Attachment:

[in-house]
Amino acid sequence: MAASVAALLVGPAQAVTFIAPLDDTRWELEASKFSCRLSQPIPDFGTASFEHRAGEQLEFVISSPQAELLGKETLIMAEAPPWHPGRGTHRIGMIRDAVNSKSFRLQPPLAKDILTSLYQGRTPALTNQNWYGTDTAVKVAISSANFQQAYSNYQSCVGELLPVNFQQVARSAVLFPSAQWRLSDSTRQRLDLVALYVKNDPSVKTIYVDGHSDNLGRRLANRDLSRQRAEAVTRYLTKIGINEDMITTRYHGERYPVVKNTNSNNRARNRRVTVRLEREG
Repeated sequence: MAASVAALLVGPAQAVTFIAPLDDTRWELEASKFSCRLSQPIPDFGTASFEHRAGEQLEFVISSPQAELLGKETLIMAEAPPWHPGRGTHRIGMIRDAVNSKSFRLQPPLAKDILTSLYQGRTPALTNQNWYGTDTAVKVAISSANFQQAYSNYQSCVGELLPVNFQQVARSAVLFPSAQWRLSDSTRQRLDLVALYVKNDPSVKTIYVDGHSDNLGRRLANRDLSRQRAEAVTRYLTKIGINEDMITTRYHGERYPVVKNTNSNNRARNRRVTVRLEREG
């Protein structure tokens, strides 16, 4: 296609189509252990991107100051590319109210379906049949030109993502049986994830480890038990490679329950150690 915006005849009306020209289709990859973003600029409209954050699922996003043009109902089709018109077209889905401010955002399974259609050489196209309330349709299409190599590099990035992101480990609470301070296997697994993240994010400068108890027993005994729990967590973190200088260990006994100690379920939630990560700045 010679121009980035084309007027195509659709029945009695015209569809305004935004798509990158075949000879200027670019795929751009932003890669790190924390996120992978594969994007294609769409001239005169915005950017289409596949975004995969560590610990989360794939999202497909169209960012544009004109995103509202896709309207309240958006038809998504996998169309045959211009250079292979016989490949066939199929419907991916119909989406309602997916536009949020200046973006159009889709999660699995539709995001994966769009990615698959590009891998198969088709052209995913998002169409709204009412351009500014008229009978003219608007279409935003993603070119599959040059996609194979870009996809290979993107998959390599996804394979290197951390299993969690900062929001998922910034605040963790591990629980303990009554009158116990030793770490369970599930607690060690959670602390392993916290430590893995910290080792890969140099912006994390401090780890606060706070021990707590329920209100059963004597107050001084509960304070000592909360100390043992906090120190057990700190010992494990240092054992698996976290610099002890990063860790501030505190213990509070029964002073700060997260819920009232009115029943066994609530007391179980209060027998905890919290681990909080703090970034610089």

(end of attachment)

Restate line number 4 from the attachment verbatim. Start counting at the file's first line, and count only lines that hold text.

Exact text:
């Protein structure tokens, strides 16, 4: 296609189509252990991107100051590319109210379906049949030109993502049986994830480890038990490679329950150690 915006005849009306020209289709990859973003600029409209954050699922996003043009109902089709018109077209889905401010955002399974259609050489196209309330349709299409190599590099990035992101480990609470301070296997697994993240994010400068108890027993005994729990967590973190200088260990006994100690379920939630990560700045 010679121009980035084309007027195509659709029945009695015209569809305004935004798509990158075949000879200027670019795929751009932003890669790190924390996120992978594969994007294609769409001239005169915005950017289409596949975004995969560590610990989360794939999202497909169209960012544009004109995103509202896709309207309240958006038809998504996998169309045959211009250079292979016989490949066939199929419907991916119909989406309602997916536009949020200046973006159009889709999660699995539709995001994966769009990615698959590009891998198969088709052209995913998002169409709204009412351009500014008229009978003219608007279409935003993603070119599959040059996609194979870009996809290979993107998959390599996804394979290197951390299993969690900062929001998922910034605040963790591990629980303990009554009158116990030793770490369970599930607690060690959670602390392993916290430590893995910290080792890969140099912006994390401090780890606060706070021990707590329920209100059963004597107050001084509960304070000592909360100390043992906090120190057990700190010992494990240092054992698996976290610099002890990063860790501030505190213990509070029964002073700060997260819920009232009115029943066994609530007391179980209060027998905890919290681990909080703090970034610089």